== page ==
Lighting Your Subject
Lighting is an enormously important factor in any portrait. A change in lighting can fundamentally alter the atmosphere of an image and so it is vital that you get this factor correct for each image that you take. Lighting portraits is a particularly interesting field, and one in which virtually every photographer has a different idea of the best methods. In many circumstances, the way you light a portrait will depend on the equipment you have at your disposal. Studio lighting is covered in a section elsewhere on this site, so this article will cover some of the best ways of lighting shots of people without special kit.
OutdoorsTo begin with, your decisions will depend on whether you are taking the photograph indoors or outdoors. In many cases this will in itself depend on the weather. In general it is thought that good outside light can give a more natural exposure than any artificial light sources; equally, however, an overcast day can make getting a good shot virtually impossible. As a result, it is generally recommended that you should only attempt outdoor portraiture on a sunny day. If you are going to shoot outside, your main concerns will be with shutter speed and aperture. If you have an option on your camera to alter the ISO then you should keep this as low as possible; this will give you a better quality image and will allow you to make use of effects such as blurring the background by creating a narrow depth of field. In bright sunlight you may wish to use a lens hood; this helps prevent lens flare and stray beams. You should also consider the background against which you are shooting your subject; very reflective surfaces such as white walls will produce too much light, possibly leading to over-exposure. Instead, you may wish to place your subject in front of a less reflective surface such as some trees. This can also ensure that, through lighting, your subject is the definite focal point of the image.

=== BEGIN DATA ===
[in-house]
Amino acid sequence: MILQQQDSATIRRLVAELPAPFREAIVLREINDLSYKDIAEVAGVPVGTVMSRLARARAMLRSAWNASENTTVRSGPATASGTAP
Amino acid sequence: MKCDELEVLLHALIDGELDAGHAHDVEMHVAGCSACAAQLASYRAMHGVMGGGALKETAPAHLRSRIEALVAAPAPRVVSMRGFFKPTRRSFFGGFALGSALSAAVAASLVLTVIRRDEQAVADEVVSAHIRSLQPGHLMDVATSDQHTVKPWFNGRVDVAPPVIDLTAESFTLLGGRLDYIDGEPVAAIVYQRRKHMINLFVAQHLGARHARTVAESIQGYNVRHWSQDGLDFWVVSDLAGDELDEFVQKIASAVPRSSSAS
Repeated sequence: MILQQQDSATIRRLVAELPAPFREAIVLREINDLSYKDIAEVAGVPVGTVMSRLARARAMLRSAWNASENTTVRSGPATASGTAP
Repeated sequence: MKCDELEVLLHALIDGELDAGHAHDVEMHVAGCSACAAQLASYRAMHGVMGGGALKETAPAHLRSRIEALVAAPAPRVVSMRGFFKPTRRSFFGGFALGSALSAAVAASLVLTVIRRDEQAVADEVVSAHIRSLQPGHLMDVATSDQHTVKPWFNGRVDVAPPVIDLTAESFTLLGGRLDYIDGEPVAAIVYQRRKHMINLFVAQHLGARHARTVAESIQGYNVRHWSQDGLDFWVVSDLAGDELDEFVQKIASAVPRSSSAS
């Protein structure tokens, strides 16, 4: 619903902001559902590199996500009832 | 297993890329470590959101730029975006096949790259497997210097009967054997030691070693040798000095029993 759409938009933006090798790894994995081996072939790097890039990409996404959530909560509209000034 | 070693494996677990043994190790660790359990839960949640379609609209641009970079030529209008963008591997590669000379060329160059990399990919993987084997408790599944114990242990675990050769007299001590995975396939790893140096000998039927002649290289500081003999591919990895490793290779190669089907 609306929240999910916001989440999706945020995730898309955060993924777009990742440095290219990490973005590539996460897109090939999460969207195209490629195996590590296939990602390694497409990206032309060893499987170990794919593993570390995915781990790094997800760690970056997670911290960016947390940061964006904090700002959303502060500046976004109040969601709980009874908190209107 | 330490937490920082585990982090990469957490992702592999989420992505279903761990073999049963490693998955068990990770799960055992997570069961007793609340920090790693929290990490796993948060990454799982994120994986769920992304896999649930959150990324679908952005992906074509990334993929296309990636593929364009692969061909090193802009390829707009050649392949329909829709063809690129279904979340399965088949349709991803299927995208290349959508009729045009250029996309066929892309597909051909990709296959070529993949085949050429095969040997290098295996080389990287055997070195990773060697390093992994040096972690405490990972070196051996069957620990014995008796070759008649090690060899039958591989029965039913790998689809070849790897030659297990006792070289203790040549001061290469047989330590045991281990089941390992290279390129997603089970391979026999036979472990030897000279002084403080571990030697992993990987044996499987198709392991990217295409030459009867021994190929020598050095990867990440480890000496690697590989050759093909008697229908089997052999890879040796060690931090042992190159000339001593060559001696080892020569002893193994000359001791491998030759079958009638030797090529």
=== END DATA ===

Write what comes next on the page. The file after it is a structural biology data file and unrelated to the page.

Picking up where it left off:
IndoorsShooting portraits indoors can present its own problems and opportunities. It is generally accepted that, unless you are using dedicated photographic lights, natural light is superior to household artificial sources such as regular light bulbs. As a result, it is normally desirable to position your subject near a window in order to use as much natural light as possible. When shooting indoors you may need to use the ISO settings on your camera slightly more judiciously; increasing the sensitivity of your camera to light will enable you to make more artistic use of shutter speed and aperture without under-exposing so easily.
When you are inside it is also possible to experiment with a variety of light sources. Artists such as Atget concentrated as much on the absence of light as they did on its use; you can create some very interesting effects, for example, with candlelight. Due to their colour temperature, candles produce a dramatic red cast. Similarly, you might try using interesting elements like window blinds to create other artistic effects. As with studio lighting, the key here is experimentation: there is no right or wrong answer, so let your imagination run wild!